Blinds me as then it did. How vain!


See! Gismond’s at the gate, in talk
With his two boys: I can proceed. 50 Well, at that moment, who should stalk
Forth boldly–to my face, indeed– But Gauthier, and he thundered “Stay!”
And all stayed. “Bring no crowns, I say!”


“Bring torches! Wind the penance-sheet About her! Let her shun the chaste,
Or lay herself before their feet!
Shall she whose body I embraced A night long, queen it in the day?
For honour’s sake no crowns, I say!” 60


I? What I answered? As I live,
I never fancied such a thing
As answer possible to give.
What says the body when they spring Some monstrous torture-engine’s whole
Strength on it? No more says the soul.


Till out strode Gismond; then I knew
That I was saved. I never met
His face before, but, at first view, I felt quite sure that God had set 70 Himself to Satan; who would spend
A minute’s mistrust on the end?


He strode to Gauthier, in his throat
Gave him the lie, then struck his mouth With one back-handed blow that wrote
In blood men’s verdict there. North, South, East, West, I looked. The lie was dead,
And damned, and truth stood up instead.


This glads me most, that I enjoyed
The heart of the joy, with my content 80 In watching Gismond unalloyed
By any doubt of the event:
God took that on him–I was bid
Watch Gismond for my part: I did.


Did I not watch him while he let
His armourer just brace his greaves, Rivet his hauberk, on the fret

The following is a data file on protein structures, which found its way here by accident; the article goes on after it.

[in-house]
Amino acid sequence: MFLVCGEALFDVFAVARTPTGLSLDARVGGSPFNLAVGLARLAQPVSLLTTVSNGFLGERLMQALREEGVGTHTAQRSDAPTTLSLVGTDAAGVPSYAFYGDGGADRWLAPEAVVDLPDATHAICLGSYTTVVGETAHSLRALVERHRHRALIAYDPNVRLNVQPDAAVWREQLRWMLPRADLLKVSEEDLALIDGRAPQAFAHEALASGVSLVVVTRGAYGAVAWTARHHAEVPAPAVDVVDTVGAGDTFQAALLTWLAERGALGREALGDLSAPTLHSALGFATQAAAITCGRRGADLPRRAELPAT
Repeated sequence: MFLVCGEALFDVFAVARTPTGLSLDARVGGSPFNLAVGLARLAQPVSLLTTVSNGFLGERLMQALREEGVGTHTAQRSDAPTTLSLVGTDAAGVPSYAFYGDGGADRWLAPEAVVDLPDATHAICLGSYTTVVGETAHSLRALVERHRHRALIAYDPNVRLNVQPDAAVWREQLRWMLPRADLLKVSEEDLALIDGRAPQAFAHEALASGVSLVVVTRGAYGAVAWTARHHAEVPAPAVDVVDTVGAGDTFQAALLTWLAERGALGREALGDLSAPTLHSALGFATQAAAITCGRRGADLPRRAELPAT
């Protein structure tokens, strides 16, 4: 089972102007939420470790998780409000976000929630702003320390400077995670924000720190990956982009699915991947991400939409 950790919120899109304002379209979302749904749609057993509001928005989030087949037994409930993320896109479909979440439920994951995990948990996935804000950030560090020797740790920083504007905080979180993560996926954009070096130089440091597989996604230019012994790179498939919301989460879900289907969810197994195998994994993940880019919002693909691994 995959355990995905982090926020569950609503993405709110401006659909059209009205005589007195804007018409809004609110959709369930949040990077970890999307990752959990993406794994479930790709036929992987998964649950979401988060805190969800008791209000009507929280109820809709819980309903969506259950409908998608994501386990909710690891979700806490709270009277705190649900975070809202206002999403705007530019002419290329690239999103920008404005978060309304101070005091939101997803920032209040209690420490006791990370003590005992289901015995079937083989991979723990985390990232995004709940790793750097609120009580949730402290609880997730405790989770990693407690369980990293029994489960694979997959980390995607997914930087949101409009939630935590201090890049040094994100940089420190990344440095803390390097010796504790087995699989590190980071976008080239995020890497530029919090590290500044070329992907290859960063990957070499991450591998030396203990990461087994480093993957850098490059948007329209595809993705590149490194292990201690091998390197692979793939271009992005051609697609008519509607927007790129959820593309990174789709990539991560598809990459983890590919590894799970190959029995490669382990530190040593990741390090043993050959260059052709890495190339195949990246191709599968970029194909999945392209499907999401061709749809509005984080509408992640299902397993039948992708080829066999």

The while! His foot. . . my memory leaves No least stamp out, nor how anon
He pulled his ringing gauntlets on. 90


And e’en before the trumpet’s sound
Was finished, prone lay the false knight, Prone as his lie, upon the ground:
Gismond flew at him, used no sleight O’ the sword, but open-breasted drove,
Cleaving till out the truth he clove.


Which done, he dragged him to my feet And said “Here die, but end thy breath In full confession, lest thou fleet
From my first, to God’s second death! 100 Say, hast thou lied?” And, “I have lied
To God and her,” he said, and died.


Then Gismond, kneeling to me, asked
What safe my heart holds, though no word Could I repeat now, if I tasked
My powers for ever, to a third
Dear even as you are. Pass the rest Until I sank upon his breast.


Over my head his arm he flung
Against the world; and scarce I felt 110 His sword (that dripped by me and swung) A little shifted in its belt:
For he began to say the while
How South our home lay many a mile.


So ‘mid the shouting multitude
We two walked forth to never more Return. My cousins have pursued